TRUMP CHALLENGES HIS GENERALS: President Trump, unhappy with the lack of progress in the nearly 16-year war in Afghanistan, and displeased with the options presented by his national security team, has reportedly considered firing Gen. John “Mick” Nicholson, the commander of U.S. forces in Afghanistan. That’s just one jaw-dropping detail provided in an account from NBC News, which draws back the curtain on a mid-July meeting in the White House situation room, in which it was expected that Trump would sign off on a plan proposed by Defense Secretary Jim Mattis to send roughly 4,000 additional military trainers to shore up the NATO “Resolute Support” mission as well as the joint U.S.-Afghan counterterrorism mission targeting the Islamic State and al-Qaeda.

“Trump left the national security meeting without making a decision on a strategy. His advisers were stunned,” the NBC report asserts, quoting senior administration officials. “Two Pentagon officials close to Mattis said he returned from the White House that morning visibly upset. Mattis often takes a walk when grappling with an issue. That afternoon, the walk took longer than usual, the officials said.”

The NBC report is packed with the kind of detail that could only come from someone in the room. It portrayed Trump as far more impressed with the informal advice he got during a White House luncheon he hosted for Afghanistan war veterans, than the detailed plans developed by his top advisers. And he discounted the wisdom of his national security team, comparing it to owners of an upscale New York restaurant that listened to expensive consultants, instead of talking to the wait staff who had a better idea of what improvements were needed.

“Over nearly two hours in the situation room, according to the officials, Trump complained about NATO allies, inquired about the United States getting a piece of [Afghanistan’s] mineral wealth and repeatedly said the top U.S. general there should be fired,” NBC reported. Both Mattis and Joint Chiefs Chairman Gen. Joseph Dunford reportedly stood up for Nicholson, and Dunford was said to have offered to set up a meeting with the general, who testified before Congress this year about his need for more troops, but has never discussed his recommendations directly with the president.

THE COMMANDER IN CHIEF’S PREROGATIVE: The right of the president to relieve battlefield commanders who aren’t getting the job done is a bedrock principle of our American democracy. Abraham Lincoln fired Gen. George McClellan for his timidity, Harry Truman fired Gen. Douglas MacArthur for his temerity, and more recently Barack Obama fired his Afghanistan commander Gen. Stanley McChrystal for allowing his aides to trash the president.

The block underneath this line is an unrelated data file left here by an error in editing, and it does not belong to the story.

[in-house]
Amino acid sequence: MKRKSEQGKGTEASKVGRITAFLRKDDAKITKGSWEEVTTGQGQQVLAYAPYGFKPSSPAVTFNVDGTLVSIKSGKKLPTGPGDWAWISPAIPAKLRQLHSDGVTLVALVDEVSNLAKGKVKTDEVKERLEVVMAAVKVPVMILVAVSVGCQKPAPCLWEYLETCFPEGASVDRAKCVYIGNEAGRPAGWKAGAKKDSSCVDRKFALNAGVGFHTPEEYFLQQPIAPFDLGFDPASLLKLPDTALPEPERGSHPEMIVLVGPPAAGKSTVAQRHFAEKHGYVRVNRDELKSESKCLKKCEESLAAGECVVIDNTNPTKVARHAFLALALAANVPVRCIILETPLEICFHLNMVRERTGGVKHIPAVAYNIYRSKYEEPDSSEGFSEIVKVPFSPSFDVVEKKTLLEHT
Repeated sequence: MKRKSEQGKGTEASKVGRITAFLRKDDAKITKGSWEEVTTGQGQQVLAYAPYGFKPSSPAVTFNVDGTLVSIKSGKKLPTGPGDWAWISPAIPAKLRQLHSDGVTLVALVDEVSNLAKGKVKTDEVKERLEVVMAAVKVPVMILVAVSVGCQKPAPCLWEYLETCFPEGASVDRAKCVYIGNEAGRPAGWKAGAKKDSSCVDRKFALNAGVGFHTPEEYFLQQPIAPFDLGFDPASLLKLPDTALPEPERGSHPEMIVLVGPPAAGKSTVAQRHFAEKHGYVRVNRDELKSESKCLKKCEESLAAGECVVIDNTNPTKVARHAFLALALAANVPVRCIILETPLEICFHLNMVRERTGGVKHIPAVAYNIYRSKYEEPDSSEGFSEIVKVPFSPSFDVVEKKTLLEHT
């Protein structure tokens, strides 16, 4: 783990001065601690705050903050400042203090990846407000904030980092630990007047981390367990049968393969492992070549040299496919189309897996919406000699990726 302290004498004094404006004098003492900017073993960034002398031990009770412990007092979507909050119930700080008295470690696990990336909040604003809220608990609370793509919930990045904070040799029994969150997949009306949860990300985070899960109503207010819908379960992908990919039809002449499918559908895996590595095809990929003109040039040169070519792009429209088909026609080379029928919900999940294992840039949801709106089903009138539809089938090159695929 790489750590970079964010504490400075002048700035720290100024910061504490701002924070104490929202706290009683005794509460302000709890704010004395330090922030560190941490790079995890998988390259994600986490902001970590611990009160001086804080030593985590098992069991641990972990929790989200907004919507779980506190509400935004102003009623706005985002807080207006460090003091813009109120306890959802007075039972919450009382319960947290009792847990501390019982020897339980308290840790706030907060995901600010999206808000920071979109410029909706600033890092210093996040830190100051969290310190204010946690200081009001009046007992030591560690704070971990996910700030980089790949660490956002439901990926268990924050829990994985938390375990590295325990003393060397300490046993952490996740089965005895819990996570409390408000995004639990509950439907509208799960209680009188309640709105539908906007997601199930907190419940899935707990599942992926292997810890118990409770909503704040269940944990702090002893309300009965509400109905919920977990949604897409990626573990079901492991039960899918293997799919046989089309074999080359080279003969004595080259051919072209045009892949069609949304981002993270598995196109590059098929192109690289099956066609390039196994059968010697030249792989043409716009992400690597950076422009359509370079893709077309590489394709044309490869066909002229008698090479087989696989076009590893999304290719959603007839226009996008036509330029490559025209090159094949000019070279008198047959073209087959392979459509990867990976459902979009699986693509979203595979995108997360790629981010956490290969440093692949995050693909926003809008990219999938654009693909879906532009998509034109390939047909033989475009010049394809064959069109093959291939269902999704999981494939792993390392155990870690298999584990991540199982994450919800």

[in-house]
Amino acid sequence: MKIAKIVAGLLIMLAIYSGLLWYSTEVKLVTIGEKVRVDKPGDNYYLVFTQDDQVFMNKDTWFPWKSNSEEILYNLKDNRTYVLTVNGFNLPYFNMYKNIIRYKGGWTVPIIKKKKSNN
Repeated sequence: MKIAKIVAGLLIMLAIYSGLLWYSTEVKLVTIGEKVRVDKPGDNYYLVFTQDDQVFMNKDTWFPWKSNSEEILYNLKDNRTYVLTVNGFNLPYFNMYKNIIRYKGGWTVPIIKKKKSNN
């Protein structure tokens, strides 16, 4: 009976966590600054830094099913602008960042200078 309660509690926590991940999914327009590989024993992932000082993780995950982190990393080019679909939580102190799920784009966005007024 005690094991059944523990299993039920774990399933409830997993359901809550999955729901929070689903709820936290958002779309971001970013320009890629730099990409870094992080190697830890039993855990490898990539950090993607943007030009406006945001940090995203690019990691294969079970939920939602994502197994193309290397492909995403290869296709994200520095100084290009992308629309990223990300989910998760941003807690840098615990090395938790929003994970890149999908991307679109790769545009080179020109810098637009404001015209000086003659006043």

Trump famously campaigned on the assertion that he knows more than the generals, but Sen. Lindsey Graham, who has no shortage of advice for Trump, is warning against the move. “I don’t think Gen. Trump’s going to be a good general,” Graham told the Washington Examiner. “Here is my advice to the president, listen to people like Gen. Nicholson and [national security adviser H.R.] McMaster and others who have been in the fight.” Graham, a member of the Armed Services Committee, said he was briefed on an administration Afghanistan strategy that included an additional 3,000-4,000 U.S. service members as well as more NATO troops and a diplomatic component devised by McMaster that focused on “fixing” Pakistan. “You’ll never fix Afghanistan unless you fix Pakistan and that was part of the McMaster plan,” Graham said. He called the strategy proposal excellent and sound. “Now, I don’t know where we’re at.”

MCMASTER DOWNRANGE? And then there’s this tidbit from the New York Times: “Mr. Trump, according to several administration officials, has been considering a shake-up that could include appointing Mike Pompeo, the C.I.A. director, to take over as national security adviser, while sending General McMaster to command forces in Afghanistan. Such a move could earn General McMaster a fourth star.” McMaster for his part gave Nicholson a public vote of confidence in a separate interview on MSNBC. “I've known him for many years," McMaster said. "I can't imagine a more capable commander in any, on any mission." And when pressed about whether the president had confidence in Nicholson, McMaster answered "absolutely."

CONVOY ATTACK KILLS 2 U.S. TROOPS: The news about the behind-the-scenes turmoil came on the same day the Pentagon confirmed two U.S. service members were killed when a suicide bomber attacked a NATO convoy in Kandahar. Four other Americans were wounded. The Taliban has claimed responsibility. The attack brings to 11 the number of U.S. troops who have been killed in Afghanistan this year. Details are being withheld until all the next-of-kin notifications have been completed.

MATTIS, TILLERSON OPEN TO AUMF: The Trump administration said in a letter to Congress that it doesn’t need a new war authorization nor is it requesting one. The State Department letter to Sen. Bob Corker, Foreign Relations chairman, reasserts the administration position that it has the legal authority it needs to fight the Islamic State, al-Qaeda and affiliated groups around the world based on the existing 9/11-era Authorization for the Use of Military Force, or AUMF. The authorization has been used by three administrations and Corker’s committee has been wrestling over a replacement.

However, the administration also appeared to be leaving the door open for a new AUMF. As the letter arrived on Capitol Hill, so did Mattis and Secretary of State Rex Tillerson to give the Foreign Relations members a classified war authorization briefing. "They wouldn't be opposed to one that was written in the appropriate way but actually Mattis was very helpful in talking through some of the caveats they might want to put in place," Corker said afterward. It was unclear exactly what those caveats were because senators declined to talk details of the classified briefing. "They were very open to the idea of working on an authorization, not because they feel like they legally have to have it, but they think for the mission itself it would be good to have Congress engaged in that way," said Sen. Tim Kaine, a longtime advocate for a new AUMF who is sponsoring legislation to replace the existing authorization.

Good Thursday morning and welcome to Jamie McIntyre’s Daily on Defense, compiled by Washington Examiner National Security Senior Writer Jamie McIntyre (@jamiejmcintyre), National Security Writer Travis J. Tritten (@travis_tritten) and Senior Editor David Brown (@dave_brown24). Email us here for tips, suggestions, calendar items and anything else. If a friend sent this to you and you’d like to sign up, click here. If signing up doesn’t work, shoot us an email and we’ll add you to our list. And be sure to follow us on Twitter @dailyondefense.